Tang San Cai, also called Tricolor Glazed Pottery and a gem of ancient Chinese art, is a kind of handmade glazed ware of exquisite craftsmanship created in the Northern and Southern Dynasty (386-589) about 1,400 years ago. During the Tang Dynasty (618-907), the production of Tang San Cai reached its peak, which is part of the reason the pottery got the name of Tang San Cai.
Luoyang, named the eastern capital in ancient times, in Henan Province was the home of Tang San Cai, and most of unearthed Tang San Cai was found in Luoyang.
Tang San Cai is a polychrome handicraft with yellow, green, and white as its major tones. It is fired with lead glaze and presents a harmonious complex of varied colors, deep and light. The process is complicated: first, bake the ready mode in kilns until the temperature reaches 1,100oC, then take it out and apply glaze on it; bake it again in kilns at a temperature of about 900°C.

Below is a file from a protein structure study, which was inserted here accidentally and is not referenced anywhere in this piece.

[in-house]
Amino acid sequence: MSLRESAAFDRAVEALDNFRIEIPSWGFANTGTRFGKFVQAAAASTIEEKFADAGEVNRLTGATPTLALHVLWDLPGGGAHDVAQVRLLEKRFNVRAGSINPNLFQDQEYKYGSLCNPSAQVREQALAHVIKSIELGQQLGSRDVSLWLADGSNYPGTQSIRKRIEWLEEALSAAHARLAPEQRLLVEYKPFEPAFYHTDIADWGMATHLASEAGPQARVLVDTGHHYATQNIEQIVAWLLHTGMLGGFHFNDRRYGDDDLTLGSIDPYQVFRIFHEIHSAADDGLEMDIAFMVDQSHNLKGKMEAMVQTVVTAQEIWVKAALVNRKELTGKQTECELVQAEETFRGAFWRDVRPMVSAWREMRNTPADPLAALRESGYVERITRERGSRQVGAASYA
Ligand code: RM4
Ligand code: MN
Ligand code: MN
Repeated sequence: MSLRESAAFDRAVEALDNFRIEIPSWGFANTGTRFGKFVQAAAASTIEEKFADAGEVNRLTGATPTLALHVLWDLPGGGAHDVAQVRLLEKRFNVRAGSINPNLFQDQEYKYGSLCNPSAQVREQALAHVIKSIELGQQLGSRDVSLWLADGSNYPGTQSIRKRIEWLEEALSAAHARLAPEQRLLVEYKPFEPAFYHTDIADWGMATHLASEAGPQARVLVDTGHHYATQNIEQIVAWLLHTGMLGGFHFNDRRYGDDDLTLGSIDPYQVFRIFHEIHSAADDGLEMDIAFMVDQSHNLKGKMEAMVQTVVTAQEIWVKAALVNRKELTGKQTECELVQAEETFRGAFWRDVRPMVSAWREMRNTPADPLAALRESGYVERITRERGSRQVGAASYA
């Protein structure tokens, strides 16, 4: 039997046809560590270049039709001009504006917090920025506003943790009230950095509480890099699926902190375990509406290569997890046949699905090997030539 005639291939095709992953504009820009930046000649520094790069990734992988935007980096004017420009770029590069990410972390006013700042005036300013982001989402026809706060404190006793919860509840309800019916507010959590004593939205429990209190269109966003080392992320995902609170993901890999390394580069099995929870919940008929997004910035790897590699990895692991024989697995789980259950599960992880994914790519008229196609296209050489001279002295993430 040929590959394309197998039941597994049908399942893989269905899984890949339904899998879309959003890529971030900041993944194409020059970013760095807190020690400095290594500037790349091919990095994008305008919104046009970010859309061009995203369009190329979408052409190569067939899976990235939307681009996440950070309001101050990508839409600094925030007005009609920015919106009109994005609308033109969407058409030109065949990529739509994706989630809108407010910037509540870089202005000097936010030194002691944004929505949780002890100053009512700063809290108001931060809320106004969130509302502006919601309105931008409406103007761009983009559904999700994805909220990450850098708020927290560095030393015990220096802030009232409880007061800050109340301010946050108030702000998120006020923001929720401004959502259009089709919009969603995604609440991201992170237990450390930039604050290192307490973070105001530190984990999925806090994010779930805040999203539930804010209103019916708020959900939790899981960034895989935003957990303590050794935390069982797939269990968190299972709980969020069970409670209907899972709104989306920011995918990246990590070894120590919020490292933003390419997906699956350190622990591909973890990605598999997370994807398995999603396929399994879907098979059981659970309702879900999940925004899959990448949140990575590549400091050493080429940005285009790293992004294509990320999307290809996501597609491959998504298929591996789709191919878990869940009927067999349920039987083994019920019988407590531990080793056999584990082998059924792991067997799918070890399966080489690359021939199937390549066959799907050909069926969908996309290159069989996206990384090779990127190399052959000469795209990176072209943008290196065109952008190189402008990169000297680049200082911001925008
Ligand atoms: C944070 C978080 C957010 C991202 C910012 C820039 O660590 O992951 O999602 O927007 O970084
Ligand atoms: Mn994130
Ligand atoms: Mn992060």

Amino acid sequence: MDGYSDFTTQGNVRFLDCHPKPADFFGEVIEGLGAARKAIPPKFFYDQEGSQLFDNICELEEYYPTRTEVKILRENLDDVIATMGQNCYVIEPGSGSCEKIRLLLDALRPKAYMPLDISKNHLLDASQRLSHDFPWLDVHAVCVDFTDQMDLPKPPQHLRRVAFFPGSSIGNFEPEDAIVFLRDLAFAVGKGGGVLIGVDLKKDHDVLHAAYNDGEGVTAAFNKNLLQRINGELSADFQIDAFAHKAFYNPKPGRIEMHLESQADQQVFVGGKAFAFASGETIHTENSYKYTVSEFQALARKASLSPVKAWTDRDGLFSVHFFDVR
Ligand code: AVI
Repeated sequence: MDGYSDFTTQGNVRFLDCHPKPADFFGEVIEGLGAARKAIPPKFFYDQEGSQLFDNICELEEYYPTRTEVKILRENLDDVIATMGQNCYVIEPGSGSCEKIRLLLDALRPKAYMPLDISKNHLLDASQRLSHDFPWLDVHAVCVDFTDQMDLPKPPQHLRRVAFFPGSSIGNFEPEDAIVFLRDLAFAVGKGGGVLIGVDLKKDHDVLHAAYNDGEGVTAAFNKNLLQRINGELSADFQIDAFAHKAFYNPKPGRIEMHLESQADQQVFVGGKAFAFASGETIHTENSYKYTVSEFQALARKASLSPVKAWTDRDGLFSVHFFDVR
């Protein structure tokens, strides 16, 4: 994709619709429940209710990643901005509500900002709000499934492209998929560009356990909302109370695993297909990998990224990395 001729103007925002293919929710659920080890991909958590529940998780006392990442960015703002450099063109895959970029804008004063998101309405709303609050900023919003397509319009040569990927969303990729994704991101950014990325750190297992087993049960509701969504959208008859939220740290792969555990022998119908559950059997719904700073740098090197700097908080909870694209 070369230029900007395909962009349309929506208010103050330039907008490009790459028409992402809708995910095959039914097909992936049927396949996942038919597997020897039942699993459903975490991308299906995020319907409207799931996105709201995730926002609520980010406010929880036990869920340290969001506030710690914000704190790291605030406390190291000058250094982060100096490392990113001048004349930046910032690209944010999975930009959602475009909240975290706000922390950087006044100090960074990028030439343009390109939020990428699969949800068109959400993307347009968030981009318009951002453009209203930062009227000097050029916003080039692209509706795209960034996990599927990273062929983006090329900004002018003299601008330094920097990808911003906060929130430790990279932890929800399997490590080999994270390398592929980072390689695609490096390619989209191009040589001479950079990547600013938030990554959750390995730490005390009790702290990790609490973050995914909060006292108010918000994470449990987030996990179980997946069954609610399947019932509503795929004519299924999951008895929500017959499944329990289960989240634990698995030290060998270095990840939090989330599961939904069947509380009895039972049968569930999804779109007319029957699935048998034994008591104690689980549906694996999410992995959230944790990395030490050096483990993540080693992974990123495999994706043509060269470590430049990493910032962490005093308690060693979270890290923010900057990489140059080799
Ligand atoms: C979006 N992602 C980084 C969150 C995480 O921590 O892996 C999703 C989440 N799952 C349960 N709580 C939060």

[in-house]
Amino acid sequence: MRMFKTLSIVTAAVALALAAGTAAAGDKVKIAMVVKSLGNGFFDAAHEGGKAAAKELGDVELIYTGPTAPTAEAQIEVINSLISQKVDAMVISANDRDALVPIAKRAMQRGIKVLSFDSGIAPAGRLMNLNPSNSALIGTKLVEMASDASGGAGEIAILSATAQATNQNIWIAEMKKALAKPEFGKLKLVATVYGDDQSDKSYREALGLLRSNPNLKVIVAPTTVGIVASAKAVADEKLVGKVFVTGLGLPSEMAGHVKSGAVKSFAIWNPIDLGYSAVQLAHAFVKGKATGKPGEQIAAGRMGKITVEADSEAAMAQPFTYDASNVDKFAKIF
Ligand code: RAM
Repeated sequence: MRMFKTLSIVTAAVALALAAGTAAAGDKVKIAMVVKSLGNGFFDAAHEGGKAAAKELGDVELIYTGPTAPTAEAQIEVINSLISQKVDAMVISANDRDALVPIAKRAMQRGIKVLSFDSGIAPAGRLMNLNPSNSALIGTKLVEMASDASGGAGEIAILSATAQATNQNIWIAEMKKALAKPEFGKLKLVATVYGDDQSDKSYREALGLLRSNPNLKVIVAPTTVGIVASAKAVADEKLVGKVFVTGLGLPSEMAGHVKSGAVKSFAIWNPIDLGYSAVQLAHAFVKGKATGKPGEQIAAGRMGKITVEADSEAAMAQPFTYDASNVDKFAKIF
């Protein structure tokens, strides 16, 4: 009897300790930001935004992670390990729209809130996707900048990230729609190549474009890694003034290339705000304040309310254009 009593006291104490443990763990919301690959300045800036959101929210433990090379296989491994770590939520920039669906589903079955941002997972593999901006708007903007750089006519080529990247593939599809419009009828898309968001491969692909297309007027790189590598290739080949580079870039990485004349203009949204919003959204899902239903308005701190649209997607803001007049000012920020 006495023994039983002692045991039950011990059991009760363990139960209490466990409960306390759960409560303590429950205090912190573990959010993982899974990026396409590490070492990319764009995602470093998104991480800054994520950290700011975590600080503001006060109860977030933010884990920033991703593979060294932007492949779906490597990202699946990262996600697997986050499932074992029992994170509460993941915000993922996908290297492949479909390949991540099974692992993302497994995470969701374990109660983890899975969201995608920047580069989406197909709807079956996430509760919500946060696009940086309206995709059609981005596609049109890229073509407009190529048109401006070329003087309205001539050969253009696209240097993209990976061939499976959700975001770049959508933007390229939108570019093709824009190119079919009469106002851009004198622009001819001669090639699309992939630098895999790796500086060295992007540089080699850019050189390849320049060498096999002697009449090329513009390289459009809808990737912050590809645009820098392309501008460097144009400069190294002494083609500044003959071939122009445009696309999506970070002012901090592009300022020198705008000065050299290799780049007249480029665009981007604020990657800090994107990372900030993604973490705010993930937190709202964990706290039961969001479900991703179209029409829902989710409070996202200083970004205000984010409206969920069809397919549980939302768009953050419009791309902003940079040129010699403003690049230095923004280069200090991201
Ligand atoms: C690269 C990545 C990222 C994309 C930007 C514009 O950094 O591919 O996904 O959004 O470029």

Tang San Cai items that have been unearthed include horses, humans, and even pillows, and camels, of which the pottery camel is one of the best. Its head rises high, as if telling stories about merchant caravans along the Silk Road in the remote past and the prosperity of the Tang Dynasty.
Being the gem of ancient Chinese art, Tang San Cai absorbed the advantages of Chinese painting, sculpture and stone carving. It features fleshy figures, regular and exquisite technics, compact carving traces, and smooth lines, indicating the high-level of the craft reached in the Tang Dynasty. Tang San Cai is mainly divided into pottery tomb-figures and daily commodities.
After the founding of new China, specialized institutions have been set up to study the technics of making Tang San Cai, which has boosted the development of the craft. At present, Luoyang Tang San Cai is exporting to more than 50 countries and regions in the world.